There are different types of stocks: dividend stocks, value stocks, growth stocks, turnaround stocks, cyclical stocks, etc. Stocks can belong to more than one category. Stocks can also jump from one category to another.

For example, a growth stock can also be a dividend stock once it starts paying a dividend. For example, Apple Inc. is becoming a dividend-growth stock, having increased dividends for three years in a row.

Before you buy

Before you buy any stock, you should understand what kind of stock it is. Which categories does it belong to? Identifying what kind of stocks you’re buying helps you set expectations for them. You might invest in one stock for income and another for price appreciation (growth). Some stocks deliver both income and price appreciation.

By knowing why you’re buying a stock, you can see whether or not it’s doing what you expected by tracking it periodically, perhaps every quarter or every year. If it doesn’t do what you’d expected, update your notes and decided if you want to continue owning it. If not, you’ll need to think of an exit strategy, such as selling it when it reaches your target price.

Growth investing example

If you buy a stock like Avigilon Corp. (TSX:AVO), you’re expecting price appreciation. After all, it doesn’t pay a dividend, so the only way you can get a return from it is by selling it at a higher price than your cost basis.

It would be useful to set the price target and the time frame of how long you expect to hold it. Unfortunately, with growth stocks, it’s more difficult to decide at what price to sell because if it doesn’t meet growth expectations, the stock price is likely to suffer.

So, for newer investors, it’s better to start dipping into the stock market with value stocks.

Value investing example

It’s best to start with value stocks that are also dividend payers because they tend to be stable performers. Even if the price goes south, the stock should be able to maintain its dividend, so you’ll get a positive return. At least, that should be the case for high-quality businesses. So, look for dividend payers with strong balance sheets that can survive downturns.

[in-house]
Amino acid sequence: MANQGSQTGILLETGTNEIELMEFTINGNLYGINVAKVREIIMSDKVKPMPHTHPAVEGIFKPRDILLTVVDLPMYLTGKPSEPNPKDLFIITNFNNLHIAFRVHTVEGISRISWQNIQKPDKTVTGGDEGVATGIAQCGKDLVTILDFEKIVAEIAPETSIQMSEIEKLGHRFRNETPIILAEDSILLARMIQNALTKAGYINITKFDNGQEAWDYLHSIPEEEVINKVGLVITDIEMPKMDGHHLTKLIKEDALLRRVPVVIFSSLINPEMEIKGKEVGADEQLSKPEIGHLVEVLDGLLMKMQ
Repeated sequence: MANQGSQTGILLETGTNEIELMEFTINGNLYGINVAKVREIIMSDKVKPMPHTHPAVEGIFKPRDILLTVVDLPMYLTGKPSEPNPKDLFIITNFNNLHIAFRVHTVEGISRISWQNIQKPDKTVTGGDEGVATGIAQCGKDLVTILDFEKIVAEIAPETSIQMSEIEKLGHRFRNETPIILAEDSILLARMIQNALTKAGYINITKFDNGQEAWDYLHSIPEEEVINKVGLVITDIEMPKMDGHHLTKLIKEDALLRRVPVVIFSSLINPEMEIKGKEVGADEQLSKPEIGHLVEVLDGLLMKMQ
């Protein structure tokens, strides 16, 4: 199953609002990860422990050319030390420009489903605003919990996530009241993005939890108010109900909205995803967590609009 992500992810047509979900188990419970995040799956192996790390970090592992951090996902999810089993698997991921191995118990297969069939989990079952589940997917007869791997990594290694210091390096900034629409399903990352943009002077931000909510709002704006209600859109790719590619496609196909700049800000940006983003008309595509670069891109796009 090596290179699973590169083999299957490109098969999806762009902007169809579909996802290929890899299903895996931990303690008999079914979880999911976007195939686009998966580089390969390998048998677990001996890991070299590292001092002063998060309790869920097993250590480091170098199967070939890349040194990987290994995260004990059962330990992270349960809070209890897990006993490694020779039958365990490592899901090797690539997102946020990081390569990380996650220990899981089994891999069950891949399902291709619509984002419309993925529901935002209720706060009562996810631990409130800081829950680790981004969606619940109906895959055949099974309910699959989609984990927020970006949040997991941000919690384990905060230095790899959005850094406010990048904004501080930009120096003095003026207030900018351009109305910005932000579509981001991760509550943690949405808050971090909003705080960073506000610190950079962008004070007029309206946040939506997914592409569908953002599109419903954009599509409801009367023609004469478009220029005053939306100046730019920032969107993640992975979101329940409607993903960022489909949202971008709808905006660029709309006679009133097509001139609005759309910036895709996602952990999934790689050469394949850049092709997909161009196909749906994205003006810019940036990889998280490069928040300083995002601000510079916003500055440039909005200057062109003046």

For example, Canadian Western Bank (TSX:CWB) is priced at a discount from its historical trading levels. It has normally traded at a multiple of 15 and now trades at a multiple of about 9.5. When oil prices improve, Canadian Western Bank will recover. At about $25, Canadian Western Bank is sitting at a 36% discount from historical levels, so it’s a good example of a value investment.

My time frame for my Canadian Western Bank investment is five years, and my target is a multiple of 15. Currently, that implies just under $40. Earnings are expected to reduce by 4% this fiscal year, but when earnings recover in the future, the fair value estimate of under $40 is going to move upwards as well.

Further, I expect Canadian Western Bank to continue paying me 22 cents per share each quarter. It’s likely that the dividend will grow because the bank has grown dividends for 23 years in a row, implying the business is well run.

In summary

It’s useful to determine if a stock you’re buying is a value investment or a growth investment. Sometimes a stock can be for both income and growth. It also helps to set a time frame and target sale price (if you intend to sell for a gain), so that you don’t sell emotionally when a stock suddenly declines.

Each stock should be treated differently because some may be for trading and others may be core holdings that are high quality that you don’t ever intend to sell.

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Fool contributor Kay Ng owns shares of Avigilon and CDN WESTERN BANK. David Gardner owns shares of Apple. The Motley Fool owns shares of Apple. Avigilon is a recommendation of Stock Advisor Canada.